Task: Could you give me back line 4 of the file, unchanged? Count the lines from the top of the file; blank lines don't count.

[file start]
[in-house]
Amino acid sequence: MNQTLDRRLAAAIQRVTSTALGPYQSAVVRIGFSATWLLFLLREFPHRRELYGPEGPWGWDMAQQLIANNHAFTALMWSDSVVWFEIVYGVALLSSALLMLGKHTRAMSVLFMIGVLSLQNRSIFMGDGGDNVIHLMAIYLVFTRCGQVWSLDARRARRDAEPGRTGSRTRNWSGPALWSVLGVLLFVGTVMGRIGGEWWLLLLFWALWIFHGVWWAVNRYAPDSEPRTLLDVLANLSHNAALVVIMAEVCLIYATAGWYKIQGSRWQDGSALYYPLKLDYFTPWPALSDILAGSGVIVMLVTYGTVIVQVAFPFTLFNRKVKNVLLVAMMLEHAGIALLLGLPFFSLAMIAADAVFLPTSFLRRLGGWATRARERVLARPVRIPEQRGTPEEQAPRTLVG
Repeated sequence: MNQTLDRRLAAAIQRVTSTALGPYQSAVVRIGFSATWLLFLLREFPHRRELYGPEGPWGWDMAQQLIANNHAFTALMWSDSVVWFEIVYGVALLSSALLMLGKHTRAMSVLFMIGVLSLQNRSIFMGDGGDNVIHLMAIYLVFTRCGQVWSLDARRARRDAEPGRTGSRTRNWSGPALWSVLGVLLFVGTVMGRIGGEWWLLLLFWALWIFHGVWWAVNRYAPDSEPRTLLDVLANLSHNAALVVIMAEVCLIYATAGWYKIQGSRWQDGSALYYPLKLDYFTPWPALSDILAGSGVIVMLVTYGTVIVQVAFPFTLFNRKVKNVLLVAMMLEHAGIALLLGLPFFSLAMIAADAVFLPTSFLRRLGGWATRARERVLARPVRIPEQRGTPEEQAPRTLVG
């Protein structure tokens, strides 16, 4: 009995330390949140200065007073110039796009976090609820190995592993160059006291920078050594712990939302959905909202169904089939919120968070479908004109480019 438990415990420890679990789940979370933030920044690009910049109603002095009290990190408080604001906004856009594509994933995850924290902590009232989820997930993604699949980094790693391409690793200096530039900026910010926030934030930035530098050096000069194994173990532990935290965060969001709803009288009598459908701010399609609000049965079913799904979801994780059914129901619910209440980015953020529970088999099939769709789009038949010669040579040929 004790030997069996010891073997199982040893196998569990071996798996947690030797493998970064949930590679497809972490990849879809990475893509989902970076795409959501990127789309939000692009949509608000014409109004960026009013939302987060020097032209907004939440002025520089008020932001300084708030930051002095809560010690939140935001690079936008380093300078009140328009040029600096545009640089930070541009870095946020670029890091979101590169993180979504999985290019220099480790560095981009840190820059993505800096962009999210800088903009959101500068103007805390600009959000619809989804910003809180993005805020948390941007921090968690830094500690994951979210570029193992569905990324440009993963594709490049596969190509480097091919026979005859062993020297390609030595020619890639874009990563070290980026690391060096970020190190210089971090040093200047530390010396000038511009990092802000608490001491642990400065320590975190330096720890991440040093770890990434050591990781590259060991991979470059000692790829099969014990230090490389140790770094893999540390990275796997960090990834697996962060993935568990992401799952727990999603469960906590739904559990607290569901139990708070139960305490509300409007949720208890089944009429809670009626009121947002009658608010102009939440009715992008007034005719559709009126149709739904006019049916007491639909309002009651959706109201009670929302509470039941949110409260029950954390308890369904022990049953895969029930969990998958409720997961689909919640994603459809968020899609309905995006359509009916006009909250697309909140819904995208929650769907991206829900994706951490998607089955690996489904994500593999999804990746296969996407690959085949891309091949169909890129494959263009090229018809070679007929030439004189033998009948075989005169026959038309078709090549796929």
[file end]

């Protein structure tokens, strides 16, 4: 009995330390949140200065007073110039796009976090609820190995592993160059006291920078050594712990939302959905909202169904089939919120968070479908004109480019 438990415990420890679990789940979370933030920044690009910049109603002095009290990190408080604001906004856009594509994933995850924290902590009232989820997930993604699949980094790693391409690793200096530039900026910010926030934030930035530098050096000069194994173990532990935290965060969001709803009288009598459908701010399609609000049965079913799904979801994780059914129901619910209440980015953020529970088999099939769709789009038949010669040579040929 004790030997069996010891073997199982040893196998569990071996798996947690030797493998970064949930590679497809972490990849879809990475893509989902970076795409959501990127789309939000692009949509608000014409109004960026009013939302987060020097032209907004939440002025520089008020932001300084708030930051002095809560010690939140935001690079936008380093300078009140328009040029600096545009640089930070541009870095946020670029890091979101590169993180979504999985290019220099480790560095981009840190820059993505800096962009999210800088903009959101500068103007805390600009959000619809989804910003809180993005805020948390941007921090968690830094500690994951979210570029193992569905990324440009993963594709490049596969190509480097091919026979005859062993020297390609030595020619890639874009990563070290980026690391060096970020190190210089971090040093200047530390010396000038511009990092802000608490001491642990400065320590975190330096720890991440040093770890990434050591990781590259060991991979470059000692790829099969014990230090490389140790770094893999540390990275796997960090990834697996962060993935568990992401799952727990999603469960906590739904559990607290569901139990708070139960305490509300409007949720208890089944009429809670009626009121947002009658608010102009939440009715992008007034005719559709009126149709739904006019049916007491639909309002009651959706109201009670929302509470039941949110409260029950954390308890369904022990049953895969029930969990998958409720997961689909919640994603459809968020899609309905995006359509009916006009909250697309909140819904995208929650769907991206829900994706951490998607089955690996489904994500593999999804990746296969996407690959085949891309091949169909890129494959263009090229018809070679007929030439004189033998009948075989005169026959038309078709090549796929």